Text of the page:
HOMEGROWN: THE COUNTER-TERROR DILEMMA explores the real and perceived threat of homegrown Islamic extremism in America today through first-hand accounts from those on the front lines of ... See full summary »
Literal and creationist interpretation of the Bible is the fastest-growing branch of Christianity in the U.S. This film takes an in-depth look at the views of these Christians who reject ... See full summary »
William Jennings Bryan,
Documentary following three families each coping with a child affected by serious emotional or mental illness. The families explore treatment opportunities and grapple with the struggle of living with their child's condition.
A documentary look at the changing interpretations of the first amendment of the U.S. Constitution - laws and court cases that have alternatively broadened and narrowed the amendment's protection of free speech and assembly. The film's thesis is that post-9/11 the government has seized unprecedented license to surveil, intimidate, arrest, and detain citizens and foreigners alike. The film also looks back to the Pentagon Papers' case and compares it to cases since 9/11 dealing with high school students' speech and protesters marching in New York City during the 2004 Republican convention. Comment comes from a range of scholars, pundits, and advocates.Written by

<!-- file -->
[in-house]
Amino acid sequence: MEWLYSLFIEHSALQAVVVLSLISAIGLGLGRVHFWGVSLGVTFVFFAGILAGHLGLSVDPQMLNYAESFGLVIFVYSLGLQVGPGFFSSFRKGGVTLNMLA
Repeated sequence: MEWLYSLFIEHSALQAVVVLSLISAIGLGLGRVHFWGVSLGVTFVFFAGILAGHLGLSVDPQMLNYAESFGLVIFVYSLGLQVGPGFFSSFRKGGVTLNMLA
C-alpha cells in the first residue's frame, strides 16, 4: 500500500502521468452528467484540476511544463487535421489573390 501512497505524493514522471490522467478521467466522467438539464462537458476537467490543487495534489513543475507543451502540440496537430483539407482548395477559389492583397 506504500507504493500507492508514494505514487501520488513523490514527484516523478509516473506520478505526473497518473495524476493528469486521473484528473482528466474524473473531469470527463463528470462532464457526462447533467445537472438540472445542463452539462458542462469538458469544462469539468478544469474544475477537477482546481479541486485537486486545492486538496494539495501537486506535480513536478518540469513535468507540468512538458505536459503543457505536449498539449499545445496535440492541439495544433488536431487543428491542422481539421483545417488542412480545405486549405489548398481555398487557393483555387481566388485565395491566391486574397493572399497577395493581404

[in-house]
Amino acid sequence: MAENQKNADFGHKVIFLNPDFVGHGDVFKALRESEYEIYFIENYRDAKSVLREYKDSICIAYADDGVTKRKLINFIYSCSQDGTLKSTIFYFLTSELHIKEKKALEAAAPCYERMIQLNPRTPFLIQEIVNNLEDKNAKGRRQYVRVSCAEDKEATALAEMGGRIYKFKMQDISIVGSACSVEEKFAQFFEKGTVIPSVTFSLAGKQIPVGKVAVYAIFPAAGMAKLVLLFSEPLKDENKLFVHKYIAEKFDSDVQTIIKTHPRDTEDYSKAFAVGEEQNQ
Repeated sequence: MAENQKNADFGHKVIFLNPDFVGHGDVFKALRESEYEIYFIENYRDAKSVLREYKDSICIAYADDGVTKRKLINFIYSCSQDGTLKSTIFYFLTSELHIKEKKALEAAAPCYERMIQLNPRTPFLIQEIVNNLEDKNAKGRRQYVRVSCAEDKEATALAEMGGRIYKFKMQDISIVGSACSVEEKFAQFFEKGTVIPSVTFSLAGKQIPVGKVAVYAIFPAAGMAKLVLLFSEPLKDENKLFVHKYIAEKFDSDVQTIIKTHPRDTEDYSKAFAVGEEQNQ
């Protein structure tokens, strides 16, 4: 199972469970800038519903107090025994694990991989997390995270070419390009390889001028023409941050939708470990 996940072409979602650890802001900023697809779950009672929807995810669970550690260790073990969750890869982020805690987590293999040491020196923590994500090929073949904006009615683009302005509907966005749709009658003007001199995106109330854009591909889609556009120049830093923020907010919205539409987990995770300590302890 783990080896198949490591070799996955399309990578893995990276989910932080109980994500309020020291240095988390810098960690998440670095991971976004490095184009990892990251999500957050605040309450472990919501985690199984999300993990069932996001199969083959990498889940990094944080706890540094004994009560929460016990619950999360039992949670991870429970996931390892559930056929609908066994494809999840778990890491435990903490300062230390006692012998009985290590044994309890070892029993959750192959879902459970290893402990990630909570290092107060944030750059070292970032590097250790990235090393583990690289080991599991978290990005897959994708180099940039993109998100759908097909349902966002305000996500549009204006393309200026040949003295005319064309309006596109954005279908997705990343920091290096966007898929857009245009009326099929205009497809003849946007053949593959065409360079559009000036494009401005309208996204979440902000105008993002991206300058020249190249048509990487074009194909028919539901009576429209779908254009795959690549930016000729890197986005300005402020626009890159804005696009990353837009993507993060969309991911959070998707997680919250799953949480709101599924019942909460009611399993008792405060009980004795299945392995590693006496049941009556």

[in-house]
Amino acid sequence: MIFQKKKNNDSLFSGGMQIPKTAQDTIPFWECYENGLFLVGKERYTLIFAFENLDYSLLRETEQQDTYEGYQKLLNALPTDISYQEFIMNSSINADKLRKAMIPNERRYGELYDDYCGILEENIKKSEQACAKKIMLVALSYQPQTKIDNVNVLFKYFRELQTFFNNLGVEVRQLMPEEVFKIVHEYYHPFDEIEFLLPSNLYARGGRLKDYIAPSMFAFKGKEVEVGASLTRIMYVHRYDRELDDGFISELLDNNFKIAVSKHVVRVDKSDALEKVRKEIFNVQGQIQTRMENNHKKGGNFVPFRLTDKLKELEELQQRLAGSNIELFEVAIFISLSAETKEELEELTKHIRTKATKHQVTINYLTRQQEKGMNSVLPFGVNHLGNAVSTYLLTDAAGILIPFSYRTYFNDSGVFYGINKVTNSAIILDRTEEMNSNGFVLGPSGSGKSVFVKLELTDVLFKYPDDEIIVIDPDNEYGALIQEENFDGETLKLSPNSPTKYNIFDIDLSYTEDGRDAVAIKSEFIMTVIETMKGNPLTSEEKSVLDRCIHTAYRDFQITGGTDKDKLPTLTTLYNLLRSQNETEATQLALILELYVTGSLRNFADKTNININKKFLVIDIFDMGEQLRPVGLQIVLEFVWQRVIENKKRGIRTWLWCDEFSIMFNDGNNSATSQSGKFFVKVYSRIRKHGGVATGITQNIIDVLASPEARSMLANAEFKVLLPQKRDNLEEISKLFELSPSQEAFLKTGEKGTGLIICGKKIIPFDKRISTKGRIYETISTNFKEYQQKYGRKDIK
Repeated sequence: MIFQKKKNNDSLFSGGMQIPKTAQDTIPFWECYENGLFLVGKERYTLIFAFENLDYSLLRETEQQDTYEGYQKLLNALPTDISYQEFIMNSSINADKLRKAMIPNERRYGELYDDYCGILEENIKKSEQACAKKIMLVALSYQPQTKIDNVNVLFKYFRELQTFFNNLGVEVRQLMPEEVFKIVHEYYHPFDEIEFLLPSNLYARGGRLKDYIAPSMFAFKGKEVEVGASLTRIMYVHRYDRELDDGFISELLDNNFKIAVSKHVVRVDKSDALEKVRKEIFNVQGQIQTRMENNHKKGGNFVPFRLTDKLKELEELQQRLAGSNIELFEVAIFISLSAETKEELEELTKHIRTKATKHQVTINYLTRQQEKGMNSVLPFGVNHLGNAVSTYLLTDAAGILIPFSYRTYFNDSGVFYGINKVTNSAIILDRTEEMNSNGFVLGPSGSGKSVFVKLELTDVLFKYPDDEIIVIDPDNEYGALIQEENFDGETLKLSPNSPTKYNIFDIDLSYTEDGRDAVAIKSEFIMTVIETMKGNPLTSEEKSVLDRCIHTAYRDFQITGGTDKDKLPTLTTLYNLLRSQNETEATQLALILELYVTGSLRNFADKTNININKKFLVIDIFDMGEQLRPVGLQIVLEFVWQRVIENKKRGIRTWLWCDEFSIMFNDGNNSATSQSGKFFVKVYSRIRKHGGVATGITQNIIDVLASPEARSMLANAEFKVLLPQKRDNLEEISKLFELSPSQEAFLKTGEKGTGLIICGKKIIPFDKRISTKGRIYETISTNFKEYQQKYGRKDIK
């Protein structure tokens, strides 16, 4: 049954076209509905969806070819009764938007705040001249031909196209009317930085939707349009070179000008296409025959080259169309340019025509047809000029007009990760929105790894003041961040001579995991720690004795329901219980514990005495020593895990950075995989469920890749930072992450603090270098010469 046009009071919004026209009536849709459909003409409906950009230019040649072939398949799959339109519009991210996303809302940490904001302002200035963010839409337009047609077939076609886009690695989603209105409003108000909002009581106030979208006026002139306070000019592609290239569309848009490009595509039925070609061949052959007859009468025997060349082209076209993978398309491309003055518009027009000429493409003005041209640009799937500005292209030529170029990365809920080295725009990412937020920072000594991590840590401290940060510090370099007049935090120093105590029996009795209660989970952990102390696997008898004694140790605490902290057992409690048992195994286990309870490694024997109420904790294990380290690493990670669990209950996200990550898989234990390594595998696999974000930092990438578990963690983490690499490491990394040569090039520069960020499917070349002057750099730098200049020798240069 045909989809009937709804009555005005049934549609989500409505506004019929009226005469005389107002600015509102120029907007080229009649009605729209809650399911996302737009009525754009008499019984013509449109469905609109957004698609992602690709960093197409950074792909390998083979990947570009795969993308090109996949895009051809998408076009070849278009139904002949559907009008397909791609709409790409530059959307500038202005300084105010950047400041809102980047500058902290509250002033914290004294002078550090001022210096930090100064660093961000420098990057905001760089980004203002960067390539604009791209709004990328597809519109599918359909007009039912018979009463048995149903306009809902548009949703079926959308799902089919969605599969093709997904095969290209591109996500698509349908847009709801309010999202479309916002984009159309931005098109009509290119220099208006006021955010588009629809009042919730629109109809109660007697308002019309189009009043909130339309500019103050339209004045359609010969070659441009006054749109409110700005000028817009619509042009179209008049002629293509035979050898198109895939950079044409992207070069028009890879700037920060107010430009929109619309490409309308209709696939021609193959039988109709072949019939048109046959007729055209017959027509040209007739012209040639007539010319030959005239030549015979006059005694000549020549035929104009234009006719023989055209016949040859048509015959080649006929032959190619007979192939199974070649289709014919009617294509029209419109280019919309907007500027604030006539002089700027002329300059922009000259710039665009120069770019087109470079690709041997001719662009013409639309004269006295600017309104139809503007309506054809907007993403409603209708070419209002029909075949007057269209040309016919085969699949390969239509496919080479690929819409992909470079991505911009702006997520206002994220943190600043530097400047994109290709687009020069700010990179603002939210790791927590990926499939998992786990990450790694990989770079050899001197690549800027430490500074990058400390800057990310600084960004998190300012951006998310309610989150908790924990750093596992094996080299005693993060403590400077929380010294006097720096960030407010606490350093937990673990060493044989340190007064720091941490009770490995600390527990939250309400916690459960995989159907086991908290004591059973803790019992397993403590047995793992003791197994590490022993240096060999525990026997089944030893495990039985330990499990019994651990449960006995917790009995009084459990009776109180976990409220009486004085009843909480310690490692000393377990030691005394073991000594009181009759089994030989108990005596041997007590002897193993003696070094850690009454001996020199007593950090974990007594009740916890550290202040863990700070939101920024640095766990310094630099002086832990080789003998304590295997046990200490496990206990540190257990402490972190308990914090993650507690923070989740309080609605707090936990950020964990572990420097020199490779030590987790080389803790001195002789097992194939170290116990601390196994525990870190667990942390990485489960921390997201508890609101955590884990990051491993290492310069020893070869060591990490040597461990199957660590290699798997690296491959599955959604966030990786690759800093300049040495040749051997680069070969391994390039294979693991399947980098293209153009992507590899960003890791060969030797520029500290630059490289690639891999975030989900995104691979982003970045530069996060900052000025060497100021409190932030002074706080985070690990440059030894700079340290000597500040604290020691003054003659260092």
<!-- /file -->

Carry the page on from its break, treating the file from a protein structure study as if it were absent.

I saw this film a few years back on TV and was amazed how little attention this well made, thoughtful film has gotten.
Even in 2012 there is hardly any reviews on this film, maybe Liz Garbus had a bad distributor? This documentary discusses freedom of speech seen partly through Garbus father, attorney Martin Garbus.
They discuss among many things how the government in the USA have tried their best at silencing awkward opinions in post 9/11 America. But also what is the point of having freedom of speech? Is it needed?
Should racists, anti abortion activists, intelligent design people, etc have the same right? These and many other questions are raised in the film.
And it is not just one side of the political spectrum who get a chance to talk but Garbus interviews people with different political views. It is required viewing by anyone interested in freedom of speech or just interested in seeing a well made documentary.
This film should seen side by side with Fück (2005) directed by Steve Anderson. Noticed the odd spelling of Steve Andersons film? Yes, IMDb doesn't allow four letter words.
6 of 6 people found this review helpful.
Was this review helpful to you?
| Report this